The Venue: There are two challenges faced when eating before attending a theater performance: getting portions that are filling to ward off hunger pangs -- yet not overly so to cause drowsiness during the performance; and, speediness of service. For these reasons I tend to grab something to eat at the bar before going to the theater. Prior to a recent performance of The History Boys, I stopped at 14K Restaurant, five blocks north of the Studio Theatre.
The Cast of Characters: On my first outing, I tried the Chesapeake crab cake ($13) served, according to the menu, over creamed spinach and Pommery mustard. Instead, as an uncredited understudy, the supporting side dish was a warm, Southwestern-styled corn salad and a crisp roll filled with guacamole and garnished with an orchid. The crab cake was good -- not too much filler, lumps of crab – but the corn salad – with flecks of pancetta, tossed in a roasted, tomato vinaigrette – was even better and complimented the crab nicely.
On another visit, I ordered the steamed mussels ($14) in a white wine, herb broth. Yet, I couldn't figure out what herbs were used; there wasn't a speck of green in the broth. The mussels were bought out in a large, 3-quart Dutch oven, overwhelming the pound or so of mussels. Perched on top of the mussels was a lone piece of toasted cheese bread; not enough to sop up the broth. However, in my book, you can rarely go wrong with mussels.
Both meals were served with bread. On one occasion, the basket contained two types of rolls: sourdough and rye; on another, pretzel bread sticks as well as the sourdough rolls. The bread, especially the sourdough, was quite good. But answer me this: how does bread come out of the kitchen steaming? Were they served hot from the oven?
Performance: Unlike table dining, there are certain risks inherent in sitting and dining at a bar. If the bar is crowded, you'll have a tough time getting the bartender's attention. At other times, when the bar is slow, the staff is either busy setting-up or nonexistent. At 14K, there is an additional challenge: the bar is a circle, bisected by the drink station. On one occasion, while the bartender was servicing one side, the other side was being neglected. I had a hard time attracting his, or anyone's, attention to get water, ask about the corn salad, inquire about my meal and get the check. The other time, the staff hovered; whisking away the bowl anytime it contained five or more discarded mussel shells.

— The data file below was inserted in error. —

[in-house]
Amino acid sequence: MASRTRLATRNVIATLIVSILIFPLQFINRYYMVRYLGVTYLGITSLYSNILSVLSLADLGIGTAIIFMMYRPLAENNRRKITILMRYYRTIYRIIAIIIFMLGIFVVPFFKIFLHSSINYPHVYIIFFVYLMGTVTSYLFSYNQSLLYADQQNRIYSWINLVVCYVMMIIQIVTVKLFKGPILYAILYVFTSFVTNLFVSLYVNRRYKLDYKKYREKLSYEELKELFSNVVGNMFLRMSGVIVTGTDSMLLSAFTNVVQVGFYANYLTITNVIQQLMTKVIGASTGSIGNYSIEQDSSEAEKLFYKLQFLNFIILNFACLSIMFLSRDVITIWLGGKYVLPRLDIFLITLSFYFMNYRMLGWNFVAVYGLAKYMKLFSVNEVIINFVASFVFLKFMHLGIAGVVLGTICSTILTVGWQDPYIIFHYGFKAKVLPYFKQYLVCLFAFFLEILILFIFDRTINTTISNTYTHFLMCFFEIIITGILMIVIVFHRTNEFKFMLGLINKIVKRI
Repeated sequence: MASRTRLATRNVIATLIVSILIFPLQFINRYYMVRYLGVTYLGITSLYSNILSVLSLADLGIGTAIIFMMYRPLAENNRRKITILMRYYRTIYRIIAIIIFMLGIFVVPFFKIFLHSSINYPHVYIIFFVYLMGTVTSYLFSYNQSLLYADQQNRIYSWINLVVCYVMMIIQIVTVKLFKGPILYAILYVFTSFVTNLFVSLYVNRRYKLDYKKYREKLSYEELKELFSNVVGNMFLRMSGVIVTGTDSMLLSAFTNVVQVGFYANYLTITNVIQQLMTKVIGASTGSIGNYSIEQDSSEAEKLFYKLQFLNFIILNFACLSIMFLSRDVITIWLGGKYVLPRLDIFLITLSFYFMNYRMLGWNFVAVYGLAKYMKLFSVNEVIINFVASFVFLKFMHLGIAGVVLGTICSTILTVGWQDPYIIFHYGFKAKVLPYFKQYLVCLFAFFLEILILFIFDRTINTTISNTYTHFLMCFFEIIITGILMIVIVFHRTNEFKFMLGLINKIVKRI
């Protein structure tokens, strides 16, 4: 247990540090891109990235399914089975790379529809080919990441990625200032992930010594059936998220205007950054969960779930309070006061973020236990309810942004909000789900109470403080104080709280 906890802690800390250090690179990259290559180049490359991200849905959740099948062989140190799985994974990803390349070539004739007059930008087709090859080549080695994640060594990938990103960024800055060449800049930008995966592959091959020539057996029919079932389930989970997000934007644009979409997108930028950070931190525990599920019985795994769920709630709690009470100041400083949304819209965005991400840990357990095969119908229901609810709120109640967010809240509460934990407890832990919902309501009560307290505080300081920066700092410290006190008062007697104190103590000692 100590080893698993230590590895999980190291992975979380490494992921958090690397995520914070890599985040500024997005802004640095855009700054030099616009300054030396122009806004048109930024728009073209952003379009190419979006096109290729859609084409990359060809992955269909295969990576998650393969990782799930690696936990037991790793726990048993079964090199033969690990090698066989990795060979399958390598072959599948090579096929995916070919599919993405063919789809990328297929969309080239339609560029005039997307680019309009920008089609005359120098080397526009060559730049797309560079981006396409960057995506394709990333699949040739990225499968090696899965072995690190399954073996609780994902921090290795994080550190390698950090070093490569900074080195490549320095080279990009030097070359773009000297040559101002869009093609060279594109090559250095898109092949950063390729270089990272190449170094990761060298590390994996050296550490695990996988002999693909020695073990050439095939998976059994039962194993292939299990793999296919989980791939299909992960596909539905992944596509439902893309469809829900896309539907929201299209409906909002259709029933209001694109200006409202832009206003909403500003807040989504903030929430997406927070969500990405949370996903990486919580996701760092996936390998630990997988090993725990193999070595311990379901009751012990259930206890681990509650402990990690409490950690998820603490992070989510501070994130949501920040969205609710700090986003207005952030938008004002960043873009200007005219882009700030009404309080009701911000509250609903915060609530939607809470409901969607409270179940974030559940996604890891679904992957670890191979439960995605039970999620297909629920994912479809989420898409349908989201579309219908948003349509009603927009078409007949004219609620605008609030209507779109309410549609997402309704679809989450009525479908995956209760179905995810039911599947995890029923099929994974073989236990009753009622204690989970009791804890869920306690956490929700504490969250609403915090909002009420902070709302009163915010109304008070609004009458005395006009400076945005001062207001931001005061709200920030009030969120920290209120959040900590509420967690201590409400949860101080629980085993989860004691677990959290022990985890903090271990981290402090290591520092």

The pace of the kitchen left a lot to be desired. On my two visits, it took an average of 20 minutes, once ordered, for food to arrive. Maybe my own timing was off; I had allotted 45 minutes for a somewhat leisurely, yet quick, meal before show time. I know now to build in additional time in order not to feel rushed.
Set Design: 14K takes great pride in appearance and presentation. The room is light and airy with lots of open space. The circular bar provides a semi-restricted view of the hotel lobby or the restaurant. Albeit located on a busy, rush hour intersection, the outdoor dining patio is ideal for people watching. The kitchen does take great care in plating and showcasing the meal. A single orchid graces the guacamole roll, or a slice of bread atop the mussels, confirm this.
The Mark: 14K has a lot going for it, as a pre-theater dining experience: it’s proximity to the Studio theater; the variety offered on the bar menu; the selection of by-the-glass wines; the value for the money. Yet, it also has a few major distractions… the pace of the kitchen and staff attention left a lot to be desired…and should be avoided before an evening or matinée show. For a leisurely meal, with patio dining, 14K deserves a second chance.